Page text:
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Michal Laron, Marcus A. Bearse, Kevin Bronson-Castain, Soffia Jonasdottir, Barbara King-Hooper, Shirin Barez, Marilyn E. Schneck, Anthony J. Adams; Association between Local Neuroretinal Function and Control of Adolescent Type 1 Diabetes. Invest. Ophthalmol. Vis. Sci. 2012;53(11):7071-7076. doi: 10.1167/iovs.12-10570.
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To evaluate associations between neuroretinal function measured with multifocal electroretinogram (mfERG) and disease variables in adolescents with type 1 diabetes and no retinopathy.
Fundus photographs, blood glucose (BG) concentration, HbA1c, and monocular mfERG were performed on 115 adolescent patients (mean age ± SD; 15.7 ± 1.8 years) and 30 controls (18.0 ± 2.8 years). All subjects had best-corrected visual acuity ≥ 20/20. The 45° mfERG stimulus included 103 hexagons, reversing between dark and bright according to a pseudorandom m-sequence. Amplitudes (AMPs) and implicit times (ITs) were derived from local mfERG response waveforms, and Z-scores were calculated. Retinal maps of abnormality frequencies were generated. Differences between controls and patients were evaluated using t-tests. Associations between mfERG and age, duration, and diabetes control were examined using linear regression analysis.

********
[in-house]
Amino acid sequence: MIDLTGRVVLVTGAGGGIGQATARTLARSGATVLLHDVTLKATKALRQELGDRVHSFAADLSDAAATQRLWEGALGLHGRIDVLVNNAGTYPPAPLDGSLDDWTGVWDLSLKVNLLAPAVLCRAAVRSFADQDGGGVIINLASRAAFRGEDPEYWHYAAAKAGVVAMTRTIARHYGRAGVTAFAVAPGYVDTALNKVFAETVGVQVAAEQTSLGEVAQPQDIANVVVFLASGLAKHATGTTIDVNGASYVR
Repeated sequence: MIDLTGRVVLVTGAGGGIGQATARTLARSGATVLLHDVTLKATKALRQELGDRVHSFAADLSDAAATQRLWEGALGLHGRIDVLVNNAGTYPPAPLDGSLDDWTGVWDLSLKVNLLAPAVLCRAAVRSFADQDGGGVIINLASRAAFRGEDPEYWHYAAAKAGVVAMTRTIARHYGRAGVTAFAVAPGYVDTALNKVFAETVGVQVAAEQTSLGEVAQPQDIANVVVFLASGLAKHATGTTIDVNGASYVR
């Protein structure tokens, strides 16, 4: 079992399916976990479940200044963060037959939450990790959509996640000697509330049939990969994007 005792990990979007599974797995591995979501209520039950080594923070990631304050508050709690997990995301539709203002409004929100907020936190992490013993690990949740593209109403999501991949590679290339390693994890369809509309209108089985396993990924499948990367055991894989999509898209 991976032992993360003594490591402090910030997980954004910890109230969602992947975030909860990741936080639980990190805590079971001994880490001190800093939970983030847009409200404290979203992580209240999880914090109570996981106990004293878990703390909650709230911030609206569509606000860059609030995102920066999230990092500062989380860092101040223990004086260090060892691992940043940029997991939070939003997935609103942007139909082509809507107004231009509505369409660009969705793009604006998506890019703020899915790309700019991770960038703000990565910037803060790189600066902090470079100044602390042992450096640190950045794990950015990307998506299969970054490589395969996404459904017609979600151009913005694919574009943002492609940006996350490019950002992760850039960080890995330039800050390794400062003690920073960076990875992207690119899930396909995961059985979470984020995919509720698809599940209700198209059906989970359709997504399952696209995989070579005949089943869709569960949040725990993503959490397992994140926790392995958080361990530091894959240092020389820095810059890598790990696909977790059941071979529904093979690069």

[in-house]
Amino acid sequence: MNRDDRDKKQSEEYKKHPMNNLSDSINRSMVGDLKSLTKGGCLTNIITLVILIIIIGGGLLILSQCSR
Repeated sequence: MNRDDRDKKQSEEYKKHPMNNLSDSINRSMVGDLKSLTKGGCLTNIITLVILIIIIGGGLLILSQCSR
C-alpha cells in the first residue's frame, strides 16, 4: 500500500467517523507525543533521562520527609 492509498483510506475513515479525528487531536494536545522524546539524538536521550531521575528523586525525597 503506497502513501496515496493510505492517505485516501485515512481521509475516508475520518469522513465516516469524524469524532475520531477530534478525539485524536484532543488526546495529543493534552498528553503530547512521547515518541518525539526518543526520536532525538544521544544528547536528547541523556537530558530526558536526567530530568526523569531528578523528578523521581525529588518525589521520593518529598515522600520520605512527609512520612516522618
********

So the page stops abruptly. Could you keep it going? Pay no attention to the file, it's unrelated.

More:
Mean mfERG IT was significantly longer in the patients compared with that in the controls (P = 0.019), but AMP was not different (P > 0.05). In all, 26 eyes (23%) of the patients had abnormal IT and 3 eyes (3%) had abnormal AMP. IT abnormalities were essentially distributed randomly across the retina. There were too few AMP abnormalities to examine their retinal distribution. IT was positively correlated with HbA1c (P < 0.0002) but not correlated with diabetes duration, BG, or age.
Higher long-term blood glucose concentration is associated with degraded neuroretinal function in adolescents with type 1 diabetes and no retinopathy. Over 20% of these patients have abnormal neuroretinal function. It will be important to determine longitudinally whether the relationship between mfERG IT and diabetes control exists within individual adolescent patients.
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